Welcome to the age of Voice

the age of voice

And now we enter the age of VOICE.

Voice as content has been the poor cousin of written content for at least ten years.

But the switchback is coming.  And pulling the strings again, is the late Steve Jobs.

Take a moment, if you would, to consider how technology has evolved to exploit the written word and the spoken word ever since man first started grunting at dinosaurs.

In both cases the evolution started slow… and continued slow.Until the last few years.

Because over the last 15 years the number of clever things that can be done with the written word has exploded. The same has not been true of voice. Until now.

A couple of stories illustrate the tale:


1. The definitive story of technology and the written word.

Hieroglyphs were etched out by Ancient Egyptians some 3,000 years BC. The Dead Sea Scrolls were written by hand on papyrus about 100 years BC.

The Gutenberg printing press in 1439AD, enabled volume printing and this democratised the ownership of knowledge and education.

In the 1960s Xerox started selling photocopiers which enabled words to be mass printed by individuals and, alas, leaflets to be handed out on the student union steps.

The personal PC required billions of dollars to be spent by consumer and businesses on one of most profitable software packages in the world, Microsoft Office;  entirely based on the written form.

But it was the Internet and more importantly “the cloud” that gave wings to the Written Word.

Ever since the cloud become a part of our everyday speech, technology and the written word have evolved hand in hand at lightning speed. The result is txt spk, twit-speak, email, blogs, comments, likes, wikipedia, the erosion of privacy, the rise of over-sharing and online-search-for-anything.

Only one rule applies.You need a keypad. So long as you’re connected and have a keypad you can perform a key word search on    emails, blogs, word documents or trawl the world wide web. All in an instant.

That’s the written word: Stored, searchable and shareable for ever

Now let’s pause, exhale, stretch our legs and look back over our shoulders at the tranquil, slow moving caravan of the spoken word.











2. The definitive story of technology and the spoken word.

The technology of the spoken word begins with the ear horn which, let’s guess must have been invented 5,000 years ago, when ancient-ancients chit-chatting by the Nile would roll up a spare piece of papyrus and stick it in their lughole to better hear the latest news from Petra.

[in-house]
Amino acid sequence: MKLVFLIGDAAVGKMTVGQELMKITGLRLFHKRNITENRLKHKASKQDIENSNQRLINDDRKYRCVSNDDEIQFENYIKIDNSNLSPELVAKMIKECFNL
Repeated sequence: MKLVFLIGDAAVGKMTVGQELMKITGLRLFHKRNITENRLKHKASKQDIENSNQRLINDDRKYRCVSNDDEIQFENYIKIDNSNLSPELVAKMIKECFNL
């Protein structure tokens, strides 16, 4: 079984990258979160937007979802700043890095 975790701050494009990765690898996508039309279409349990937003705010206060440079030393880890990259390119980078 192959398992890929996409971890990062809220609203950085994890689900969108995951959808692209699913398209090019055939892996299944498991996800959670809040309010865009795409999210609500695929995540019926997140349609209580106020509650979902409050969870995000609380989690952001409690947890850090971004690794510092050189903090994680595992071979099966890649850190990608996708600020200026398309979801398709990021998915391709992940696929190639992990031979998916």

And for several millennia, that’s it; No more development.


Finally, at long last,  in 1876 after a helluva wait the telephone was invented.

And for another hundred years voice technology barely changed. Then twenty five years ago the mobile phone landed on the planet with a weighty car battery attached and mighty 2kg thud whenever someone put it on the table.

And while the cloud was exploited by VOIP solutions like Skype nothing interesting happened to voice. Unlike the written word nothing new is being done with the spoken word. New technologies have still focused on me speaking to you and you listening to me (or not). And vice versa.

This is not to say that no-one has tried to develop voice-oriented technology but the response of the market has always been to say “meh!” and turn back to its twitter stream.

There’s no better illustration of the unadventurousness of voice technology than that the world fell in love with the iPhone despite the fact that it delivered a pretty average phone call experience.

It was everything it could do OTHER THAN make phone calls that excited people. Even more telling, the iPhone 4 couldn’t even make phone calls if you didn’t hold it the way that Steve Jobs told you to..but nobody really cared. Phone calls… voice…meh.

Which brings us up to date.


But there’s one more thing (as someone once said).

Over the last couple of years a lot of smart folk and smart money has started to flow into voice-based technology. Companies such as Twillio and Call Trunk* have been developing technology that will release the enormous inherent value  in spoken agreements, promises, directions, phone numbers, instructions, tone of voice, spelling, date and time, bed time stories, meeting arrangements, etc.

So what’s different now, you may ask.

It’s about perfect timing:

  • The cloud is a trusted and understood resource,
  • Developments in telephony technology enable much more to be done with voice and phone calls than previously,
  • Disruptive business models can be created as a result
  • And we,  consumers, are ready to accept that voice can do more.

But what really tells you that NOW is the moment for voice technology is that Apple has decided that now is the moment to start cheerleading the team.

At the heart of the new shiny iPhone 4s is the repackaging of Siri – a voice-technology that will allow iPhone users to speak into their phone to make phone calls, schedule appointments, write notes and so on.

The reaction of many – ironically – is “I wouldn’t want to speak into my phone”.

But Apple is betting that the technology is now good enough that you, that we, will change our minds; That we will find voice a more useful content stream than we thought; That voice contains more value than we realised. And voice is where the action is.

Apple tends to get its timing right. Indeed it is respected less as an inventor of technology than as a company that knows when and how to package new technology and present it to the market. It has judged that the time is right.

It’s betting that we’ll soon be recording everything we say – making things happen through the power of the speech, and becoming more efficient and happier without, literally without, lifting a finger.

Would you bet against it?

Word up.


*Disclosure – I do some work for Call Trunk